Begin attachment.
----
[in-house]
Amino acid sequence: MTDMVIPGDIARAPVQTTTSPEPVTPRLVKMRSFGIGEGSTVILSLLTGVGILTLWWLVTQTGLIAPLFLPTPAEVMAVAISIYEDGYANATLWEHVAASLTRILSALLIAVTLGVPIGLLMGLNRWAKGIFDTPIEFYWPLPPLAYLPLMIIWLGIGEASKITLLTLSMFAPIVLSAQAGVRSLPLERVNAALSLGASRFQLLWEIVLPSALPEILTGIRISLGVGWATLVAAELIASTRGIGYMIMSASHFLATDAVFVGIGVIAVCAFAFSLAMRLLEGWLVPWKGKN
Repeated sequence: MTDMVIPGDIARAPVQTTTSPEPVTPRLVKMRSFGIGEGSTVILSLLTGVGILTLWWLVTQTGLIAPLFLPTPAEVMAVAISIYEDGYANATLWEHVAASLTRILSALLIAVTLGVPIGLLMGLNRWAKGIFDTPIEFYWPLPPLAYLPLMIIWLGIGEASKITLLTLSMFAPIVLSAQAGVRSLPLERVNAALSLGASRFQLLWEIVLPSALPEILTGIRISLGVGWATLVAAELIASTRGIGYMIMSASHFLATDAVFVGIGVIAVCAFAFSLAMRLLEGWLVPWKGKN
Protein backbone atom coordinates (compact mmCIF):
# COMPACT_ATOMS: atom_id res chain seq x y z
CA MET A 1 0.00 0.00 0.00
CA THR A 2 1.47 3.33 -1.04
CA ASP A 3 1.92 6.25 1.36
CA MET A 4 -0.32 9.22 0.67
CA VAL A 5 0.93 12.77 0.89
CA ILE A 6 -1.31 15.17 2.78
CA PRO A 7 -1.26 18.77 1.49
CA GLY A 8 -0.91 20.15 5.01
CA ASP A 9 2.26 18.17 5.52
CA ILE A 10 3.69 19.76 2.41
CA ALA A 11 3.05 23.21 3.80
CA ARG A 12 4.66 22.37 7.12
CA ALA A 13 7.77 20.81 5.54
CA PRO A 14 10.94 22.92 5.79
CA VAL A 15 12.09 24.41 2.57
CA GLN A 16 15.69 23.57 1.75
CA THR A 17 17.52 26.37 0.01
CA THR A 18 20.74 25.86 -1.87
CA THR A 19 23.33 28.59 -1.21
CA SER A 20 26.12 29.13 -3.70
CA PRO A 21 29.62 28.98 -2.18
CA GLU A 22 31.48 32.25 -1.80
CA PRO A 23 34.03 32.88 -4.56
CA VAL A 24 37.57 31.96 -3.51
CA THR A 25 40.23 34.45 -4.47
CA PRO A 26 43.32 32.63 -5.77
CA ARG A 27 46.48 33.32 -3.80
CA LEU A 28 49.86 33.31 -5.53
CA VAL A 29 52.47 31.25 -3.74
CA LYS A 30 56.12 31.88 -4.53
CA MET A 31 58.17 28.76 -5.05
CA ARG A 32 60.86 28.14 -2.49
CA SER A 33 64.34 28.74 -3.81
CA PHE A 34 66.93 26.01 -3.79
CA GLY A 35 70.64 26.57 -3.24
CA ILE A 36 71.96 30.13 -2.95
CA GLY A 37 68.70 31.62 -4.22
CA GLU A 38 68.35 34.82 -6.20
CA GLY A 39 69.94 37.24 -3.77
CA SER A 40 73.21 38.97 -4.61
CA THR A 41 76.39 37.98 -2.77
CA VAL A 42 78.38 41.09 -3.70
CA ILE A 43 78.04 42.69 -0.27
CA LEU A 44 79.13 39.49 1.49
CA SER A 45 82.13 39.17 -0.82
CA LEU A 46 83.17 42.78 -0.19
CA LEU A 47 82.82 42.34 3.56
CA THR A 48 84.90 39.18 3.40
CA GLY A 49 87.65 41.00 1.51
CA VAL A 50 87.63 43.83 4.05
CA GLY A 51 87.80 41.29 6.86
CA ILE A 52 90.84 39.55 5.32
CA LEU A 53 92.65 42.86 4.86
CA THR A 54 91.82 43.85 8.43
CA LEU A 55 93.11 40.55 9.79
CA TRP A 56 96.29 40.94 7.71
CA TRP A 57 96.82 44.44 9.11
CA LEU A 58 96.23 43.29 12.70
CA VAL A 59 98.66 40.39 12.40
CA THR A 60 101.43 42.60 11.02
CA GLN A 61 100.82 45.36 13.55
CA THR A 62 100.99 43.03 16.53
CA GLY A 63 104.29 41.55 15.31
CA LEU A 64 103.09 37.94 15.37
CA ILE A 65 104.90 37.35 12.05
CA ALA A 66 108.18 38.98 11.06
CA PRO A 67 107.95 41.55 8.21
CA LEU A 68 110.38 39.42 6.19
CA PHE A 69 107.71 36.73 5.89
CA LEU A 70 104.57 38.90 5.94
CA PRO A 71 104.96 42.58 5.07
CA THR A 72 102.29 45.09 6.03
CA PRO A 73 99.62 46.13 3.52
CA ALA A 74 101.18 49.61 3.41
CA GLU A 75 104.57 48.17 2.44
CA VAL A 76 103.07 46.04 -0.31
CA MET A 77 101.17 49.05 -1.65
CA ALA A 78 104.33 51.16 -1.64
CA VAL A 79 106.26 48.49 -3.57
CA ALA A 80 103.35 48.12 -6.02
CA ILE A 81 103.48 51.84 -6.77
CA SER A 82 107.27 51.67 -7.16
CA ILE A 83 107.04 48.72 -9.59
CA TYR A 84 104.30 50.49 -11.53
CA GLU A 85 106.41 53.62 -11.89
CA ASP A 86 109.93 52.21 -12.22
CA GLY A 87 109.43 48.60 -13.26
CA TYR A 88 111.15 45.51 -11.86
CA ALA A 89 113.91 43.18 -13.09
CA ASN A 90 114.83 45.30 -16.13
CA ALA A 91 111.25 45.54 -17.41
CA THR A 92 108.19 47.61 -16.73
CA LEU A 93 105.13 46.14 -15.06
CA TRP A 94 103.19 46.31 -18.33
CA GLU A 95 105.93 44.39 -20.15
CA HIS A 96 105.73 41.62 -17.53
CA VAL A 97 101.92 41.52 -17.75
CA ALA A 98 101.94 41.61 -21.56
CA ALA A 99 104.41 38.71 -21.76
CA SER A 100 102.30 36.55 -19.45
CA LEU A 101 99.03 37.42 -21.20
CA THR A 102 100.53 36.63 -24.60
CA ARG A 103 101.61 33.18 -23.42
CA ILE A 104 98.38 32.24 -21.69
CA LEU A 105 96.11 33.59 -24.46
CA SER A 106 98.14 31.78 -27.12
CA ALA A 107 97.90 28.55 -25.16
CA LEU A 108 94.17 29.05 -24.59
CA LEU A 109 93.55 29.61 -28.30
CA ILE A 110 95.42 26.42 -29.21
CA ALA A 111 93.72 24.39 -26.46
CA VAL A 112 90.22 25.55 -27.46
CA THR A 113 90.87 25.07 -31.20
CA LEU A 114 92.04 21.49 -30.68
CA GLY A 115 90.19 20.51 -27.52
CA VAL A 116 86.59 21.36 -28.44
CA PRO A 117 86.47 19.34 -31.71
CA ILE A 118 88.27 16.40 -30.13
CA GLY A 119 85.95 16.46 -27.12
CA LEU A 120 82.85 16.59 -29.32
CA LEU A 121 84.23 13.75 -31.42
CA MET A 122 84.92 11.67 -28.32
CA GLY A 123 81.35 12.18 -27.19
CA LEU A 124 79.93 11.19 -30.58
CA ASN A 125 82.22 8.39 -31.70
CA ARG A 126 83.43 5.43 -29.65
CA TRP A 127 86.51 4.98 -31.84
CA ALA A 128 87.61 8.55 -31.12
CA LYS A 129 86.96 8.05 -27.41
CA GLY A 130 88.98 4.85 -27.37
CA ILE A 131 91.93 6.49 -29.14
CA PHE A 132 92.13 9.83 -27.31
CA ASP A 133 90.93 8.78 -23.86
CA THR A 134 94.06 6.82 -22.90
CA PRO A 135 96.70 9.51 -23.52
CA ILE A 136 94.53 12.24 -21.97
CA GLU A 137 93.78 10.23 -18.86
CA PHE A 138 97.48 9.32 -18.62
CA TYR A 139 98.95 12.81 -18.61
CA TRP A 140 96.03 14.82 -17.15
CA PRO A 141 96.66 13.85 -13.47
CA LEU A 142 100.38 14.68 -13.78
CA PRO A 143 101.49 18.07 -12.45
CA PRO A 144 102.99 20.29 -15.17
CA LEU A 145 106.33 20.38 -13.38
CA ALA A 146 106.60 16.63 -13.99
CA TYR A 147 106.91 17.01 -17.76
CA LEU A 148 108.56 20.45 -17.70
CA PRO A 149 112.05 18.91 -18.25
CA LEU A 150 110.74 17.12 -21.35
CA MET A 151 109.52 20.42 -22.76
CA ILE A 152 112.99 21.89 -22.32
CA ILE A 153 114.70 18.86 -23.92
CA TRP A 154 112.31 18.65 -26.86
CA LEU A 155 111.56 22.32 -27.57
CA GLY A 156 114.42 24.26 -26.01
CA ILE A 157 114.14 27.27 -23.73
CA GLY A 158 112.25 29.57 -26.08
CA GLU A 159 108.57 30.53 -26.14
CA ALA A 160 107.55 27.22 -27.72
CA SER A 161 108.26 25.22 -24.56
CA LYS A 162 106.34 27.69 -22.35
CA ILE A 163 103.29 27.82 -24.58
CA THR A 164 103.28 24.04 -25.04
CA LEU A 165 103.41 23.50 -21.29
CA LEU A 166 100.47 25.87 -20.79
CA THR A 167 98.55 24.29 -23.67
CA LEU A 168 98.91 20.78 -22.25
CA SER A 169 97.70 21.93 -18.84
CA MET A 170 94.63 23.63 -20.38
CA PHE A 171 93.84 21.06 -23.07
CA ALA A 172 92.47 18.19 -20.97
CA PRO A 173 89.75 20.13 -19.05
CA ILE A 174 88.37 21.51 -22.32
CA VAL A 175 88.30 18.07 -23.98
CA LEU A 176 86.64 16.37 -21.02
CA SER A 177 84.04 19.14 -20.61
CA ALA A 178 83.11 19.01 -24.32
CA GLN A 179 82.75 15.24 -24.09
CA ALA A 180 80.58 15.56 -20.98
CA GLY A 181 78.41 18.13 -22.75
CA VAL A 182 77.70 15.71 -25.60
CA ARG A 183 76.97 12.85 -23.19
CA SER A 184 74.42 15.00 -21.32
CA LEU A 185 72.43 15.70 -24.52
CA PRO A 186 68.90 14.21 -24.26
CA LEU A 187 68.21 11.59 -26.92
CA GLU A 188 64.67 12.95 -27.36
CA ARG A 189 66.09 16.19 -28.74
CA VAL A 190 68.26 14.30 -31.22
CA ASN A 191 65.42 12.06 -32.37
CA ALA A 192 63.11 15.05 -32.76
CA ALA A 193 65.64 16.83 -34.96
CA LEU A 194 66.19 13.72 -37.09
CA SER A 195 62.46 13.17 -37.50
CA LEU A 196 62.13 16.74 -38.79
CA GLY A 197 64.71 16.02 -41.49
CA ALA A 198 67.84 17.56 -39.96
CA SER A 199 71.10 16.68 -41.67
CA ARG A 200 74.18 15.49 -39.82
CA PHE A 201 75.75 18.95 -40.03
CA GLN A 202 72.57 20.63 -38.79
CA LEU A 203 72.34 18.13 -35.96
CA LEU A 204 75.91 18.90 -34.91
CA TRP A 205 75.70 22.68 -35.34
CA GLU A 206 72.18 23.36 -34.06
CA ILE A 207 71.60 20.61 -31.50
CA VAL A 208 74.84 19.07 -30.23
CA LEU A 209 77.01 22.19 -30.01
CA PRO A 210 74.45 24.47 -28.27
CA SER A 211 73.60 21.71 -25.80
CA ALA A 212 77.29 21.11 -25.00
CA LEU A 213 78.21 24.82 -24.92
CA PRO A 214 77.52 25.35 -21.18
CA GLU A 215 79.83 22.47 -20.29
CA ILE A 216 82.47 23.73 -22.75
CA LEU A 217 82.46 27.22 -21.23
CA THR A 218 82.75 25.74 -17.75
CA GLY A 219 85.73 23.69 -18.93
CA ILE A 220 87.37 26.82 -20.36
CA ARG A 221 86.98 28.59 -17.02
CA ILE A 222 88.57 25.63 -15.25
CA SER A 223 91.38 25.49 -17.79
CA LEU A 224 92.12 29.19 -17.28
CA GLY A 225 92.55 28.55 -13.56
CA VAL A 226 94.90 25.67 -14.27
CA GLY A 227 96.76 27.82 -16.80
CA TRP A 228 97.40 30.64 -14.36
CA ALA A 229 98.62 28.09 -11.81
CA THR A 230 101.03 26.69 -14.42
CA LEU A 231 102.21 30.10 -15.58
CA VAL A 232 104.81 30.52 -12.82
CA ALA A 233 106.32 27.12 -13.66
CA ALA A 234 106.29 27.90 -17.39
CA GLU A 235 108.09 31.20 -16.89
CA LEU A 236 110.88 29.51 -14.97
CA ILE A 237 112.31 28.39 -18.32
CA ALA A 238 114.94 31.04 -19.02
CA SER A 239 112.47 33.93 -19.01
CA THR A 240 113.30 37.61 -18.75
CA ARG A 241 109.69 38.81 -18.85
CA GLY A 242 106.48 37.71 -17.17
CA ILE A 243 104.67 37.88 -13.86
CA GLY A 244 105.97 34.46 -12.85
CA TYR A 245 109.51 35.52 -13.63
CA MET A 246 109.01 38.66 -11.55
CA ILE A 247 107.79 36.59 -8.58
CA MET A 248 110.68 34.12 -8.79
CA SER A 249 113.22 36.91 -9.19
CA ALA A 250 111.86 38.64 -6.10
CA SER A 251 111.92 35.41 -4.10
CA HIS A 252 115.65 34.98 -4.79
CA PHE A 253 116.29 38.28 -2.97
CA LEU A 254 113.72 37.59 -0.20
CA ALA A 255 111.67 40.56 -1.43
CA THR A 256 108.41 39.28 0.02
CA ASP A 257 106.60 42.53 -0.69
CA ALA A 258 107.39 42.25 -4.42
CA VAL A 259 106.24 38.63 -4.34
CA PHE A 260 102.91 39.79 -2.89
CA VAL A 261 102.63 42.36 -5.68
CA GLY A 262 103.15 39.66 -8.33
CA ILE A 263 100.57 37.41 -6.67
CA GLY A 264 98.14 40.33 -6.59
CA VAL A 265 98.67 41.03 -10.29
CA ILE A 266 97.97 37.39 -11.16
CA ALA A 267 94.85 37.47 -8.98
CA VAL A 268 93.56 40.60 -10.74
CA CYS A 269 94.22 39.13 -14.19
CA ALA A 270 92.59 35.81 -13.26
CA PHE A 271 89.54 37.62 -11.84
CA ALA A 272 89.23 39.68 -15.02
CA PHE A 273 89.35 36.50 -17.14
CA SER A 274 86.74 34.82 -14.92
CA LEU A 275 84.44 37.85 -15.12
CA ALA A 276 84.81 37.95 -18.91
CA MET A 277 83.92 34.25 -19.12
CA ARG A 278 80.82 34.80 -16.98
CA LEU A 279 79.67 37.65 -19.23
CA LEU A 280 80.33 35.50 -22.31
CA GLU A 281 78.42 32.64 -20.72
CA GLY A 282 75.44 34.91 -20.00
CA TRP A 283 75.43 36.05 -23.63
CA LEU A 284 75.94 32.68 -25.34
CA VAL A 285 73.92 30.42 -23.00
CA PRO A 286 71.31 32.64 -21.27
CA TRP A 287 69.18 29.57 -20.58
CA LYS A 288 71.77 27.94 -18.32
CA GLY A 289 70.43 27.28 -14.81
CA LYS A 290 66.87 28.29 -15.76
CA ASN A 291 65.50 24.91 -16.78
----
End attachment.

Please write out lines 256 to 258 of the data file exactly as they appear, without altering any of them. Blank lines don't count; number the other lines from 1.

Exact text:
CA SER A 251 111.92 35.41 -4.10
CA HIS A 252 115.65 34.98 -4.79
CA PHE A 253 116.29 38.28 -2.97